And it seems that the leadership competency of listening plays a most significant role. Gallup research in 2021 shows that employees who receive feedback from their manager daily are 2.1 times as likely to strongly agree that they trust the leadership of their organization. But leadership is not just about feedback. Employees who say their manager is always willing to listen to work-related problems are 4.2 times as likely to strongly agree that they trust the leadership of their organization.
Notably, all leaders practice these competencies differently. Though the outcomes of trust cultures are similar, each leader is unique, and the best purposefully deploy their unique strengths — it's a form of authenticity. Part of that leadership is encouraging employees' strengths as communicators, information processors and advocates.
There are obvious business benefits to high-trust cultures, including attraction, retention, agility, productivity and safety. Gallup's research shows that when followers strongly agree that they trust their leaders, one in two are engaged; when followers don't find leaders trustworthy, only one in 12 are engaged. And a recent Gallup study on compliance found that the employees who report ethics violations tend to trust that the right thing will be done.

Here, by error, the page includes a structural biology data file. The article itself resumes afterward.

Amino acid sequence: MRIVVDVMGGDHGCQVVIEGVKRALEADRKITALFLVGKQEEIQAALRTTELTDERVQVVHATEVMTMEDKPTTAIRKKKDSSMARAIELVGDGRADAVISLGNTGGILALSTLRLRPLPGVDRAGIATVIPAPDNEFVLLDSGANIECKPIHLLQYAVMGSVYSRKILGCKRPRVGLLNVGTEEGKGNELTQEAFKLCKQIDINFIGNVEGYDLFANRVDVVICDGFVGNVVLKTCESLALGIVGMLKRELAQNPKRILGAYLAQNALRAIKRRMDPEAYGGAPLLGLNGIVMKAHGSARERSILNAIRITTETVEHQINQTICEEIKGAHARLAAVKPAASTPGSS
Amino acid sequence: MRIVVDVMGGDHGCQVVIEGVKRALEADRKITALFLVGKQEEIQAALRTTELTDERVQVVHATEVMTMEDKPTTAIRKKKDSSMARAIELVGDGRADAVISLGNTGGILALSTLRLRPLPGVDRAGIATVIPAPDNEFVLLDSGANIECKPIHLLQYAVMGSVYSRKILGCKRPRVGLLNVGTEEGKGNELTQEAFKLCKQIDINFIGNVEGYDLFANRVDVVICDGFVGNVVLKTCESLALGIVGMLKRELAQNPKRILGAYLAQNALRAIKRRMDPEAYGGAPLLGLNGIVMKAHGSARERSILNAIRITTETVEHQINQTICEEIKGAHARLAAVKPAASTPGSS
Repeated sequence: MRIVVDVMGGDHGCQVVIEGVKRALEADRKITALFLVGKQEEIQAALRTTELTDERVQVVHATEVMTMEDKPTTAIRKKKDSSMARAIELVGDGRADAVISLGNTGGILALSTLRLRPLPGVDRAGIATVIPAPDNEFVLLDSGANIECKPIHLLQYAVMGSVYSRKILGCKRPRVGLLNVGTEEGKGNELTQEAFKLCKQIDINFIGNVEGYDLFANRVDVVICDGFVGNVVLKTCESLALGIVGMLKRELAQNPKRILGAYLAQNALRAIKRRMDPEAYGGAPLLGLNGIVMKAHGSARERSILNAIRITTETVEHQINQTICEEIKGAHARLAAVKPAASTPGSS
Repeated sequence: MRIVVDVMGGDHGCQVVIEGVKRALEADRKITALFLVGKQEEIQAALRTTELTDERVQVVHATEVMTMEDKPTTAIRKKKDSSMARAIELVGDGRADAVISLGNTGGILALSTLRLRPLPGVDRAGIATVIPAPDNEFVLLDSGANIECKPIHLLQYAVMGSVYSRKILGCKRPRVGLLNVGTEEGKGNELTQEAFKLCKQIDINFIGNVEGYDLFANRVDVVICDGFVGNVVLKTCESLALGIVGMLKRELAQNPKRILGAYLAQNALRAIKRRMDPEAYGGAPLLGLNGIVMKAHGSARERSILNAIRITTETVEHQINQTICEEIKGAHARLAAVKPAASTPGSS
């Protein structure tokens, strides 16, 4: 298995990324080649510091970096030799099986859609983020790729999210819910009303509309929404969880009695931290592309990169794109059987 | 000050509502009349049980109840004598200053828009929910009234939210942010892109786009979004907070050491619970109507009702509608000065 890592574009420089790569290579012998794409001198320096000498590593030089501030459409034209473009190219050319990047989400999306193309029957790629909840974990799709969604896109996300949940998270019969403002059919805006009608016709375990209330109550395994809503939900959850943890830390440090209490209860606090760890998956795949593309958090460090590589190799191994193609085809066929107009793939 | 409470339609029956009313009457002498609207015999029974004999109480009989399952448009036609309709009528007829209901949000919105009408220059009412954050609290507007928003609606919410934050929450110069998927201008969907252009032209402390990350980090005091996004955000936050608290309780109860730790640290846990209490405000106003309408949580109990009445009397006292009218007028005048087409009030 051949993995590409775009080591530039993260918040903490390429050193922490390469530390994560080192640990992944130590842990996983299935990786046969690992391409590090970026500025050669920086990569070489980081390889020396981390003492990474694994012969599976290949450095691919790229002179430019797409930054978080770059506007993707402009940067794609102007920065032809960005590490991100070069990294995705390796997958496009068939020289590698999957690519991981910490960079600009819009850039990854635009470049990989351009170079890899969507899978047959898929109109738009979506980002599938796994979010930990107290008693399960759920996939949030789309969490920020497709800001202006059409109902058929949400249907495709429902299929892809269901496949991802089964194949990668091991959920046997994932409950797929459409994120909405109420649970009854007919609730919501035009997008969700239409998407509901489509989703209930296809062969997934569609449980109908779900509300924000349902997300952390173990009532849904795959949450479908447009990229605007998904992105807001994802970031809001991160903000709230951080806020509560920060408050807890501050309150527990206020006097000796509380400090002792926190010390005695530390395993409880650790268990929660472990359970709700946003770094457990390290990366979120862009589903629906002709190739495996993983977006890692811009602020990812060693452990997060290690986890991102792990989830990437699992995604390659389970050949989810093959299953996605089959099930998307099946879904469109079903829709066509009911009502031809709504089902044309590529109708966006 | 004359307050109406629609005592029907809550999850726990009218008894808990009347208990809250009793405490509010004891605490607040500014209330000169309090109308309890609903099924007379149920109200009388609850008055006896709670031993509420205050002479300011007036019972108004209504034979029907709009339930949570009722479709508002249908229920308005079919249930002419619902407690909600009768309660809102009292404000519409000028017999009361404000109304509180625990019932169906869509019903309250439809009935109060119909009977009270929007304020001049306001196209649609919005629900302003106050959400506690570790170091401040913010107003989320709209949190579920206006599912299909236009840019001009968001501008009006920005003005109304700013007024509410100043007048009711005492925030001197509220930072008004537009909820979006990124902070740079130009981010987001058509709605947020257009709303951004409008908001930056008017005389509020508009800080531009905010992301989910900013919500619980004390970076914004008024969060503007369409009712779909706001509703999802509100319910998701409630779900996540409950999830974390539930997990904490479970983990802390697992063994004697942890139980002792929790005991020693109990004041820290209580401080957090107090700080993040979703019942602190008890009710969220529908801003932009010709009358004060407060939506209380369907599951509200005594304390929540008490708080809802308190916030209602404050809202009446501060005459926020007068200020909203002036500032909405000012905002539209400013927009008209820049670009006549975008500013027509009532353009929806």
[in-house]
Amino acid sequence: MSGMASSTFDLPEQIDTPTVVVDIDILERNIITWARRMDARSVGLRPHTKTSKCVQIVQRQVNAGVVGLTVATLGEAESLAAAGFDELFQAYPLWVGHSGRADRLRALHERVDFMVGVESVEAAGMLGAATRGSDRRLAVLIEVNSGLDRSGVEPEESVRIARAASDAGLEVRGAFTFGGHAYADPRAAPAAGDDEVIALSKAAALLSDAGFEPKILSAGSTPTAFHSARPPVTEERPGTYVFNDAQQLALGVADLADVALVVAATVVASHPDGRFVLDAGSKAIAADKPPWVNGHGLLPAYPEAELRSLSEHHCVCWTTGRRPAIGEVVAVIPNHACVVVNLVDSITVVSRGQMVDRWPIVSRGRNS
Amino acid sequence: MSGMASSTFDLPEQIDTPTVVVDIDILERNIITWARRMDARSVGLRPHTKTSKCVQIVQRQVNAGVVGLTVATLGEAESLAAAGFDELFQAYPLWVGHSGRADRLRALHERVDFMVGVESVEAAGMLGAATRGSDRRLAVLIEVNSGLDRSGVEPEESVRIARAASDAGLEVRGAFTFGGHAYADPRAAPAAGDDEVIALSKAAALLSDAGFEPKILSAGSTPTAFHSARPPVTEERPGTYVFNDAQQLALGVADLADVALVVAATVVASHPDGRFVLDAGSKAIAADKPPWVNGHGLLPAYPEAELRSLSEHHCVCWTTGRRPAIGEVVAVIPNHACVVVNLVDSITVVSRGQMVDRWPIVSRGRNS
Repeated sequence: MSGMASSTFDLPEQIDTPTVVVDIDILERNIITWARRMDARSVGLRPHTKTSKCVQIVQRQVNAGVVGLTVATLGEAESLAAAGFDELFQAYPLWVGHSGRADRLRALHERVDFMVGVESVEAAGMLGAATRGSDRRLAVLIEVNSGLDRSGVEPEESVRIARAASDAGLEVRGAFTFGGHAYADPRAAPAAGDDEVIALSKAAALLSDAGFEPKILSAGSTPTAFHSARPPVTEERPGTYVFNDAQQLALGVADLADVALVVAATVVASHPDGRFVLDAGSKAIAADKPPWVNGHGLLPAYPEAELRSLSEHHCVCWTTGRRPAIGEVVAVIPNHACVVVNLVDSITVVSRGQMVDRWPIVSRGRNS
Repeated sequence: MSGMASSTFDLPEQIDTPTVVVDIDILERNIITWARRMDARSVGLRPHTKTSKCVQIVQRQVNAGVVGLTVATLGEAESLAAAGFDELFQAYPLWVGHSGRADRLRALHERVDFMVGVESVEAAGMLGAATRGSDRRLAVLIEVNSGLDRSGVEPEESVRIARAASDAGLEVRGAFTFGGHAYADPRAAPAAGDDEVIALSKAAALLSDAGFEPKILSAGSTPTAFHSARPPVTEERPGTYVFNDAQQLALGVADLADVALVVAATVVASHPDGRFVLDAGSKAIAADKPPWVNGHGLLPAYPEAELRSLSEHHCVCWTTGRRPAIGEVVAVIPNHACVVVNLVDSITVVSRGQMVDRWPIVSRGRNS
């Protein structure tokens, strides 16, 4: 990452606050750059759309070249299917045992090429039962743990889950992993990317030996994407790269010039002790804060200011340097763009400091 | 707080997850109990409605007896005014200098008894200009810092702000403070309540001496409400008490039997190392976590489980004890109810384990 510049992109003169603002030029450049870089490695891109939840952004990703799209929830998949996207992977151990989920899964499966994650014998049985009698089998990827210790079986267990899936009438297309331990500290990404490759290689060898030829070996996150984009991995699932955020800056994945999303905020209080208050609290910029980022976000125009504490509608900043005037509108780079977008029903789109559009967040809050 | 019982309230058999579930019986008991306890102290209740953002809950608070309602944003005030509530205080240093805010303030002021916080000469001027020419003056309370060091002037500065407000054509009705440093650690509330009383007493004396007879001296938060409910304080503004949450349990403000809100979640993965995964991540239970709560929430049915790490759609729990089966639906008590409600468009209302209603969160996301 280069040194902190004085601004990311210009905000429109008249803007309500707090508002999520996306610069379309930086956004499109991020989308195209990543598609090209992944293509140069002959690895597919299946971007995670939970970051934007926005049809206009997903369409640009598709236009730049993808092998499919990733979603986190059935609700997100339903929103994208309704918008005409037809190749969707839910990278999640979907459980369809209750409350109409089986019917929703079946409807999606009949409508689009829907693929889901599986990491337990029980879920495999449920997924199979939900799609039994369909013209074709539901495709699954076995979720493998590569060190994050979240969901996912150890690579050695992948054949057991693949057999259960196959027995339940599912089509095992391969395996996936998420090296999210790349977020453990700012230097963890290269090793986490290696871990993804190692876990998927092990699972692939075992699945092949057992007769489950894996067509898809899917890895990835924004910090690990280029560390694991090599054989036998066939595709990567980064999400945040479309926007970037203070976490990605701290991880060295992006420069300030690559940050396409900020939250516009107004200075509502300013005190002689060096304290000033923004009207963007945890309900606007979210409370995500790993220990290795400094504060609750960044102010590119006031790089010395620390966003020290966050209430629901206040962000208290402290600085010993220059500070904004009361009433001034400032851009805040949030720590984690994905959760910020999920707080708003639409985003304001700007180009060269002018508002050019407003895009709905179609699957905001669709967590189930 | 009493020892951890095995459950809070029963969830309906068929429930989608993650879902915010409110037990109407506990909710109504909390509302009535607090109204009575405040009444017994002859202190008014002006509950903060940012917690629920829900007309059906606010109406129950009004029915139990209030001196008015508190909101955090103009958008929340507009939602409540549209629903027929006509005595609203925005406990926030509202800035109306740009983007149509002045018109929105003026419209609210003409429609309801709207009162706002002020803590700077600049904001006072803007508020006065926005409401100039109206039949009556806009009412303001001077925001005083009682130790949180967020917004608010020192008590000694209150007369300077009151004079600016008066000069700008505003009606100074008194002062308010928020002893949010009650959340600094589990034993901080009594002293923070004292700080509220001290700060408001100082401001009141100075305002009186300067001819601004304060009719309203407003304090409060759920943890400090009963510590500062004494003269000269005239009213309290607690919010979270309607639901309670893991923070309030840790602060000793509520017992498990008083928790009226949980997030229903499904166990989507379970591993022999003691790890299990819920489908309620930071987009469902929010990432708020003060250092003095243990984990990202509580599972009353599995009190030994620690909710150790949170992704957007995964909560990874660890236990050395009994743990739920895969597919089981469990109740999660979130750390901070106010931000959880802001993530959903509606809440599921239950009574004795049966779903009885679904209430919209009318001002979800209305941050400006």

On the other hand, 24% of employees saw or knew of unethical behavior in their workplace in the past 12 months. But less than half of them, 47%, reported it.
That's what happens when trust is in a bear market. People atomize and look out for themselves.
But markets change. And leaders can change the trust market by encouraging authenticity, expanding their transparency and leading with the competencies that inspire trust. It's good for their culture. It's good for business. It's good for everyone. We're all invested in the trust market, and we all get a return on it. Your leadership has significant impact on whether the return is a positive one.
Vibhas Ratanjee is Senior Practice Expert — Organizational and Leadership Development at Gallup.
[1] Results for the March 2021 American Workforce Survey are based on self-administered web surveys conducted March 10-24, 2021, with a random sample of 16,477 adults, aged 18 and older, who are members of the Gallup Panel and are employed part time or full time by an employer. For results based on this sample, the margin of sampling error is ±1 percentage point at the 95% confidence level.

Gallup uses probability-based, random sampling methods to recruit its panel members.

Gallup weighted the obtained samples to correct for nonresponse. Nonresponse adjustments were made by adjusting the sample to match the national demographics of gender, age, race, Hispanic ethnicity, education and region. Demographic weighting targets were based on the most recent Current Population Survey figures for the aged 18 and older U.S. population.

In addition to sampling error, question wording and practical difficulties in conducting surveys can introduce error or bias into the findings of public opinion polls.

[2] Axios. (2021, May 13.) The 2021 Axios Harris Poll 100 reputation rankings. Retrieved from https://www.axios.com/2021/05/13/the-2021-axios-harris-poll-100-reputation-rankings